Who visits the Collection and why?

The Lowy Collection is multi-faceted and speaks to the disparate interests of wide groups of visitors. For some it is a first glimpse of antiquity in a world of reproductions and an intimate connection to past owners, collectors and readers; for others, it is an opportunity to read the handwritten marginalia of old books in the search to find the new. For all, it is a reminder of an unbroken link to the past and our dependence on that past to yield a complete picture of ourselves.

Clients have included religious school classes from all branches of Judaism; church groups and professional and cultural associations; rabbinic and academic scholars; researchers; university students (individuals and groups); tourists; VIPs (most recently, in March, Tzipi Livni, then Vice Prime Minister and still Foreign Minister of Israel; artists and students of the physical book (old print fonts, illuminations, decorations, paper, bindings).

Dr. Emile G.L. Schrijver

Curator of Amsterdam University's Bibliotheca Rosenthaliana, Special Collections, Dr. Schrijver is a specialist in Hebrew manuscripts. He will lecture on the Lowy Haggadah, a manuscript copied and illuminated in Altona, Germany, in 1763. Also, Dr. Schrijver is a freelance consultant for Christie's London, Christie's New York; Library of the Jewish Theological Seminary of America, New York; Judisches Museum Hohenems, Austria; Judisches Museum Mittelfranken, Furth-Schnaittach, Jewish Museum Vienna; Judaica Consultancy Services, Amstelveen, the Netherlands; private collectors and book and art dealers.

Naming the Haggadah (the book recited on Passover celebrating the Exodus from Egypt)

In naming the 1763 Haggadah manuscript the "Lowy Haggadah," it receives a unique name. There are other Haggadahs that were copied in Altona, Germany, in the second half of the 18th century. This distinguished name honours Jacob M. Lowy and emphasizes the bond between the Collection and its home for the last 30 years at Library and Archives Canada.

The Haggadah Display

A selection of nine Haggadahs chosen for their illustrations and commentaries will be displayed in the auditorioum foyer. The Lowy Haggadah manuscript is in the cube.

Selected acquisitions from 2002 to 2007

A. Donations from three private collections

1. On July 14, 2006, the last 16 books were received from Clara Lowy at her Montreal home. These include first and early editions of liturgies and textbooks for youth, all printed in Leghorn (Livorno, Italy) in the 18th and 19th centuries; a book on Talmudic hermeneutics printed in Shklov (Belarus, 1803); a work on the Hebrew calendar in Hebrew and Italian, printed in Vienna, 1827; and a book of prayers and amulets for the sick, printed in Jerusalem, ca. 1890, among others.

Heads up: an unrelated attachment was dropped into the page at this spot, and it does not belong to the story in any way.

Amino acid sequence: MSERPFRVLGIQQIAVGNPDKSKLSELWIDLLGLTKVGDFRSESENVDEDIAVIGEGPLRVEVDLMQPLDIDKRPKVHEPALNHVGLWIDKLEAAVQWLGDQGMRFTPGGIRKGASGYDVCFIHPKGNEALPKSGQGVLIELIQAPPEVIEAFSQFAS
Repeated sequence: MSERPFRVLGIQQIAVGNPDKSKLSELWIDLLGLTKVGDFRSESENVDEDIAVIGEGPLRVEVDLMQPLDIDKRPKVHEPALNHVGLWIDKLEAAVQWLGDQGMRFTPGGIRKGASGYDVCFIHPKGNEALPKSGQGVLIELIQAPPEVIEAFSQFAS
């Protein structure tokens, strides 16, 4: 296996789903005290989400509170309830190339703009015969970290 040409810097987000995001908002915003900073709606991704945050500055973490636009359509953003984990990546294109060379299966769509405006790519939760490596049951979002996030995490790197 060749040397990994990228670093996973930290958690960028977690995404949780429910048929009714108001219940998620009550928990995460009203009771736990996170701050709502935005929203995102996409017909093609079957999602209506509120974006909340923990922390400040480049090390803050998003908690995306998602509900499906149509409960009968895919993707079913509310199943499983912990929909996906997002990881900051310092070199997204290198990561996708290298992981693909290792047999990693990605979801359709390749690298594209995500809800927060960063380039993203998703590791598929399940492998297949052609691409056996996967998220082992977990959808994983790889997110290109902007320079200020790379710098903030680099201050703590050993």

2003-2004

2. A donation from Montreal Yiddish author and bibliophile Yehuda Elberg. It includes signed and limited editions by artists E.M. Lilien, Joseph Budko, Arthur Szyk and Abel Pann; monographs and reference works on Yiddish language and literature, and Jewish history in Poland; memorial books and early Yiddish writings on the Holocaust; 25 items of Canadiana including missing works by Elberg himself; exhibition and collection catalogues; genealogical material and dictionaries.

3. A donation of rare, popular 20th-century Judaica and Hebraica from Montreal archivist and collector, Eiran Harris. Among the highlights are its Canadiana; two printed works by artist El Lissitzky; children's literature and primers.

B. Canadiana

2007-2008

1. The growing collection of first and early editions of works by Rabbi Yehudah Yudl Rozenberg (1859-1935) of Montreal now comprises over 40 items. As rabbi and communal leader, he recognized that his greatest challenge was to fight the erosion of Orthodox Judaism in the New World. The most recent item acquired is A brivele fun di zise mame Shabes Malketa (Montreal, 1924), a pamphlet written in the form of a letter from the Sabbath Queen to the Jewish people exhorting them to keep the Sabbath and resist the temptations offered by the surrounding culture and the demands of business.

2004-2005

2. A deluxe edition in 19 volumes of the first complete Talmud to be printed in North America, by Hirsch Wolofsky of the Eagle Publishing Co., Montreal, 1919. It became known as the Keneder Shas, the Canadian Talmud. The donor is Jack Wolofsky, the grandson of the printer.

C. 2004-2005

The Pentateuch in Hebrew printed by the Soncino-Gesellschaft der Freunde des Judischen Buches (the Soncino Society of the Friends of the Jewish Book) in Berlin, 1933. A limited edition, it is beautifully printed in black letters except for two verses, Deuteronomy 33:1 and 33:29, which are printed in red letters. These red printed verses were intended as a message of hope to the Jews of Germany in the current perilous times. The Pentateuch resonated deeply with Tzipi Livni during her visit to the Lowy Collection in March 2007.

D. 2005-2006

A large, finely hand-coloured, copper-engraved map of the Eastern Mediterranean region delineating the travels of Paul in the 1st century, from the French edition of Abraham Ortelius's world atlas Theatrum Orbis Terrarum, printed in Antwerp by Plantin in 1598. It was donated by Lowy Council member, Dr. George Marcus.

E. 2002-2003

The first book of the Hebrew Bible to be printed in North America, Sefer Tehilim, Liber Psalmorium Hebraice, printed in Cambridge, Massachusetts in 1809.

Contact Information

  • Library and Archives Canada
    Pauline M. Portelance
    Senior Media Relations Officer
    819-994-4589
    Cell: 613-293-4298